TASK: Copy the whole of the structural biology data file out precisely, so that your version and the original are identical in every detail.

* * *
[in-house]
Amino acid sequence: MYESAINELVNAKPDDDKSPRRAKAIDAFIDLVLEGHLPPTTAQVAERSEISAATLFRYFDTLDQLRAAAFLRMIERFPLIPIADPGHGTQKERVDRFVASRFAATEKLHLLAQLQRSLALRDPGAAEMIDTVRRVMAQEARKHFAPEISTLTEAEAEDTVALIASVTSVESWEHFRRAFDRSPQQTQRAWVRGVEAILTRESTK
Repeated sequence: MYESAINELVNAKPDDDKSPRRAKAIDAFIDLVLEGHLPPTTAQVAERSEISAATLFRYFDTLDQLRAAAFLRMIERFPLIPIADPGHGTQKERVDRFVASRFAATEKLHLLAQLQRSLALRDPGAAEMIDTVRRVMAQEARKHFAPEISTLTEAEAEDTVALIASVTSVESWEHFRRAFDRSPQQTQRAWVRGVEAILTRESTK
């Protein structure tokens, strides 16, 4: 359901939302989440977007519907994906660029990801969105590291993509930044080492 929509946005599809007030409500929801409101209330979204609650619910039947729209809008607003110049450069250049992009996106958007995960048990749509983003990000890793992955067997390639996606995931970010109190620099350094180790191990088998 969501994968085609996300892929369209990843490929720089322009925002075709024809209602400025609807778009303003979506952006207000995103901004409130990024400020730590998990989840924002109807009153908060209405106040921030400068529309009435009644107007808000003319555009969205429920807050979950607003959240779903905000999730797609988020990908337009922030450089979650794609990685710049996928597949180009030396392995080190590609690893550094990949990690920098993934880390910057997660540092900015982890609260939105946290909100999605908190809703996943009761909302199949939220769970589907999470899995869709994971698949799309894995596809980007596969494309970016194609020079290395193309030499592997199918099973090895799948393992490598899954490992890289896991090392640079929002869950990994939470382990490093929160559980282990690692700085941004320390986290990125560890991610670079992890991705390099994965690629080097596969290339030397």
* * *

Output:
[in-house]
Amino acid sequence: MYESAINELVNAKPDDDKSPRRAKAIDAFIDLVLEGHLPPTTAQVAERSEISAATLFRYFDTLDQLRAAAFLRMIERFPLIPIADPGHGTQKERVDRFVASRFAATEKLHLLAQLQRSLALRDPGAAEMIDTVRRVMAQEARKHFAPEISTLTEAEAEDTVALIASVTSVESWEHFRRAFDRSPQQTQRAWVRGVEAILTRESTK
Repeated sequence: MYESAINELVNAKPDDDKSPRRAKAIDAFIDLVLEGHLPPTTAQVAERSEISAATLFRYFDTLDQLRAAAFLRMIERFPLIPIADPGHGTQKERVDRFVASRFAATEKLHLLAQLQRSLALRDPGAAEMIDTVRRVMAQEARKHFAPEISTLTEAEAEDTVALIASVTSVESWEHFRRAFDRSPQQTQRAWVRGVEAILTRESTK
């Protein structure tokens, strides 16, 4: 359901939302989440977007519907994906660029990801969105590291993509930044080492 929509946005599809007030409500929801409101209330979204609650619910039947729209809008607003110049450069250049992009996106958007995960048990749509983003990000890793992955067997390639996606995931970010109190620099350094180790191990088998 969501994968085609996300892929369209990843490929720089322009925002075709024809209602400025609807778009303003979506952006207000995103901004409130990024400020730590998990989840924002109807009153908060209405106040921030400068529309009435009644107007808000003319555009969205429920807050979950607003959240779903905000999730797609988020990908337009922030450089979650794609990685710049996928597949180009030396392995080190590609690893550094990949990690920098993934880390910057997660540092900015982890609260939105946290909100999605908190809703996943009761909302199949939220769970589907999470899995869709994971698949799309894995596809980007596969494309970016194609020079290395193309030499592997199918099973090895799948393992490598899954490992890289896991090392640079929002869950990994939470382990490093929160559980282990690692700085941004320390986290990125560890991610670079992890991705390099994965690629080097596969290339030397």